Harry’s true passion was the outdoors. He was an avid hunter who tramped the mountains of Northern California and Nevada in search of deer and elk. Harry was also an avid fisherman who has fished lakes, rivers, and streams all across the west coast states.

In 1996, Harry met someone who shared his joy of fishing. He and Barbara were soon married and became true partners in all that they did.

Harry’s love of fishing was probably second only to his love for Barbara. For the next 25 years, their adventures took them all across the south Western United States.

In the winter they would camp near Crescent City and fish for Steelhead in the Smith River. Barbara caught a 20 pound steelhead, bringing an end to Harry’s reign as the Steelhead King.

During the summers they would rendezvous at Eagle Lake with some 30 friends for a two- to three-week camping adventure. During the day Harry and Barbara would be out on the lake, in their Ranger fishing boat, fishing for Eagle Lake trout.

In the evenings, with a belly full of Eagle Lake trout, they would join their fellow adventurers around campfires and revel in a quality of friendship and fellowship that few have ever known.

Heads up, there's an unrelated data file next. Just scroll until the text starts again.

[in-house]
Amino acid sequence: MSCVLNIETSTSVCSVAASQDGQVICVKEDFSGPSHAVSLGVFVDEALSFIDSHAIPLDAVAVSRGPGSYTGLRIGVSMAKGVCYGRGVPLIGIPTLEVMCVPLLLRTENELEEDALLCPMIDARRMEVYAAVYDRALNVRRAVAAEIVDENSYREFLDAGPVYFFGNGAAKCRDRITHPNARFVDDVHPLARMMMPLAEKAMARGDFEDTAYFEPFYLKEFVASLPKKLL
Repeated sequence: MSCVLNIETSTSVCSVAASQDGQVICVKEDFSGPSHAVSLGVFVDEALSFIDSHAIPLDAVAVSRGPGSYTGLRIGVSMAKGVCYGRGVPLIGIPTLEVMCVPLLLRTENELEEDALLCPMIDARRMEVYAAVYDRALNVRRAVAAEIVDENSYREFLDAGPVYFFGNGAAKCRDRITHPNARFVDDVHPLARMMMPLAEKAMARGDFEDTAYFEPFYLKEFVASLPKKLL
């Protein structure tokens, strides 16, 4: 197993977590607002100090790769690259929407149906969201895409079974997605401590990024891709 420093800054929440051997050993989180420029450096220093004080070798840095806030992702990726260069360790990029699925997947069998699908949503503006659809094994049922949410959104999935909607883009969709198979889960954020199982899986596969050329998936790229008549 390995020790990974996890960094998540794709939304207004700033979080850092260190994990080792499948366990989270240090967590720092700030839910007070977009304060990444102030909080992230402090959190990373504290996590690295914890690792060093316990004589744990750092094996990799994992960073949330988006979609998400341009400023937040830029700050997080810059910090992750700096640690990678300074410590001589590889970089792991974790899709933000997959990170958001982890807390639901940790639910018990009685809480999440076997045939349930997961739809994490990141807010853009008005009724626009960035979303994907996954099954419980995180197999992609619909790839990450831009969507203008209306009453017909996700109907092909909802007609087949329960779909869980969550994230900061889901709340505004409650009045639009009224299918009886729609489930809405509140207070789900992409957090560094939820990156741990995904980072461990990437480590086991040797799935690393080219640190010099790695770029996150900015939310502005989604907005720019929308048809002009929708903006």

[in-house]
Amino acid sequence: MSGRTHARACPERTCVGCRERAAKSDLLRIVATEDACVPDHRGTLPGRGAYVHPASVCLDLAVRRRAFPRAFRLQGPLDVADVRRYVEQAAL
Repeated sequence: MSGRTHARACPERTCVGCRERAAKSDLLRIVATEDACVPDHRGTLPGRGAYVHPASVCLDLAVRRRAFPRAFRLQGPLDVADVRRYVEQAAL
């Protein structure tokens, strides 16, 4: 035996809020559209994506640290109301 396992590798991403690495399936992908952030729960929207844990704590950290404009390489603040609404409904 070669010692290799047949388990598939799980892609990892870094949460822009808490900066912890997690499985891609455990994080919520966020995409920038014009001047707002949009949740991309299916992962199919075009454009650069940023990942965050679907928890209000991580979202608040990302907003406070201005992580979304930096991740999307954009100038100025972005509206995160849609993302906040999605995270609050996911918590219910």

Come fall, Harry and Barbara would camp out along the Sacramento River. Each morning, they would pilot their Ranger boat out onto the river in hopes of landing a salmon. In whispered tones they would debate whether this year’s recipe for “smelly jelly” would do the trick.

Once again, Barbara displayed her skill at angling. Her biggest salmon was larger than Harry’s biggest salmon (there must be something in the way that women bait the hook — lol).

Recently, Harry and Barbara traded the cold winter days on the Smith River for the fun and sun of Yuma, Arizona. Each fall they would make the pilgrimage from Clearlake to Yuma where they had a modest winter home. They made new friends who introduced them to new adventures.

They both medaled in the senior Olympics. They annually watched in awe the flawless precision of the Marine Corps’ Silent Drill Team.

And their friends introduced them to dune buggies. Harry bought a buggy made from an old VW Super Beetle. They spent countless hours tearing up the dirt roads of the Arizona Mountains.

Harry remained very active until the last three months of his life. If he and Barbara weren’t cruising the waters of Clear Lake in his pontoon boat then they were cruising the streets of Clearlake in his red 1986 Corvette.

Then suddenly he became very weak and had difficulty walking. Harry’s stepdaughter is a registered nurse. She opined that “after 98 years of use the respective parts of Harry’s body had simply worn out.” Unfortunately, none of us come with replacement parts.